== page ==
And how can one be "apolitical" when it comes to making maps? What are international borders if not "political"?
TAIWAN should be written in bold,
non-italicized, capital letters.
(Detail from the map on pp. 44-45 of
the May 2008 National Geographic
Notations by Tim Maddog - Click to enlarge)
If this issue was about East Asia, it'd be okay,
but it's about China, so it's NOT.
(Detail from the pullout map in the May 2008
National Geographic - Click to enlarge)
Note, also, that Miller doesn't name any of his "authoritative sources." (What is the scope of his "extensive research"?) I have my own authoritative sources, and I'll quote them.
For starters, a common method of determining statehood is the Montevideo Convention on the Rights and Duties of States. Article 1 of that document says:
The state as a person of international law should possess the following qualifications: (a) a permanent population; (b) a defined territory; (c) government; and (d) capacity to enter into relations with the other states.Taiwan has all of those things -- and more.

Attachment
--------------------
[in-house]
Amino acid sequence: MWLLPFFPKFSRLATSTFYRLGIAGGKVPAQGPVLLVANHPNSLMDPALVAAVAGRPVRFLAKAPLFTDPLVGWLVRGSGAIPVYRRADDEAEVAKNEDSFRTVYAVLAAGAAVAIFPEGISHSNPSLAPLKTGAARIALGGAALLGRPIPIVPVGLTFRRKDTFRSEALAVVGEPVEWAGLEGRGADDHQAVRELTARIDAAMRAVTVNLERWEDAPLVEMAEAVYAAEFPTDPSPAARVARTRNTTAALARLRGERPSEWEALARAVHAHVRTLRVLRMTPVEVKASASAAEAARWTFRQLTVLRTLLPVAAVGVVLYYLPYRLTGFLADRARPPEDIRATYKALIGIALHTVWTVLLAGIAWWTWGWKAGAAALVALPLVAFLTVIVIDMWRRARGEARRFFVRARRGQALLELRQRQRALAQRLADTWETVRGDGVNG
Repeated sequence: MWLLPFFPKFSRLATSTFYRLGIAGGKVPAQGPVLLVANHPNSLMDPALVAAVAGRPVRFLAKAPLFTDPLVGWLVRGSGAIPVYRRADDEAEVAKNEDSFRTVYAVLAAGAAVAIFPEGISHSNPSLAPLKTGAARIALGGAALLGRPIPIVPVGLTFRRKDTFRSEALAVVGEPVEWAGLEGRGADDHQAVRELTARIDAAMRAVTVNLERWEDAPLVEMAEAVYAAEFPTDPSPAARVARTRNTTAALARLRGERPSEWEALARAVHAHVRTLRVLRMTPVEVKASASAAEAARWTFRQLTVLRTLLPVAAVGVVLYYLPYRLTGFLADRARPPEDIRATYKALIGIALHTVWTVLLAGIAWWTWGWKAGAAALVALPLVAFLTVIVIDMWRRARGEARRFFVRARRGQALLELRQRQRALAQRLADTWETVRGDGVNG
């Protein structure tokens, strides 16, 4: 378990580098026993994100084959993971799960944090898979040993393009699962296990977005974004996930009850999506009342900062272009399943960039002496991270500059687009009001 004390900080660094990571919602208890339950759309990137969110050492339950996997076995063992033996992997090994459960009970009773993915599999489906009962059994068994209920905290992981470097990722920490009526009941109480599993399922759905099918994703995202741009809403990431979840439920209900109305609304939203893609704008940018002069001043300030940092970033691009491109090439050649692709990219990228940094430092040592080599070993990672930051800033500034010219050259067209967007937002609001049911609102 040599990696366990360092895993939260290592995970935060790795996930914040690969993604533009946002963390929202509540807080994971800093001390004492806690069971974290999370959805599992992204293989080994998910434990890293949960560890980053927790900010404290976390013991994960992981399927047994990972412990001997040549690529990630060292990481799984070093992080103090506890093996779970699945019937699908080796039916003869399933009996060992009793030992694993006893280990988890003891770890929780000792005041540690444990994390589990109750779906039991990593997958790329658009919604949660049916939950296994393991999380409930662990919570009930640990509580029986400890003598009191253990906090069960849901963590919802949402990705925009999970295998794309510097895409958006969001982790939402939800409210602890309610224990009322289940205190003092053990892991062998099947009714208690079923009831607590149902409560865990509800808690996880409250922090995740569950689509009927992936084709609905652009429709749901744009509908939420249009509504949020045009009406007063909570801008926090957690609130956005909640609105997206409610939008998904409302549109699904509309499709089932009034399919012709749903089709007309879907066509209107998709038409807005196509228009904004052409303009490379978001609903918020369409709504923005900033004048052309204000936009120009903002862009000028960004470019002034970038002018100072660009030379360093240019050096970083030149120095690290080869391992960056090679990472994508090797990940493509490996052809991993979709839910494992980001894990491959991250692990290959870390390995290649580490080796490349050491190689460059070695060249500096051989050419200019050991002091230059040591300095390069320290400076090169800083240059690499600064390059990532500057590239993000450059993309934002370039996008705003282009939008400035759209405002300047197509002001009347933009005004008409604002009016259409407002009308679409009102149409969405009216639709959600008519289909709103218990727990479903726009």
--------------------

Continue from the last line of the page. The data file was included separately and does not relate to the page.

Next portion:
Taiwan doesn't belong on a map of China.
It is not China's "23rd province."
(Click to enlarge)
Getting back to Miller, he just copied-and-pasted that his magazine's policy is "to portray to the best of our judgment the world as it is, as opposed to as any individual or organization might claim it to be." Yet even his own explanation below will contradict this.
An ABC map of China correctly
omits Taiwan from the outline.
(Click to enlarge)
Continuing directly, Miller pastes:
The issue of the sovereignty of Taiwan (Republic of China) as distinct from mainland China (People's Republic of China) is complex. The People's Republic of China claims sovereignty over Taiwan and regards it as a province of China. The United Nations and most countries, including the U.S., acknowledge that Taiwan is part of China and recognize the People's Republic of China as the sole legal government of China.What the US "acknowledges" is that both the CCP and the KMT each have their own conflicting one-China policies which say that Taiwan is a part of China, but the US doesn't say that they recognize this as a fact. In fact, the US says that Taiwan's status is "undetermined." (See summary and pp. 7-8 and p. 29 of "China/Taiwan: Evolution of the 'One China' Policy" [417 KB PDF file])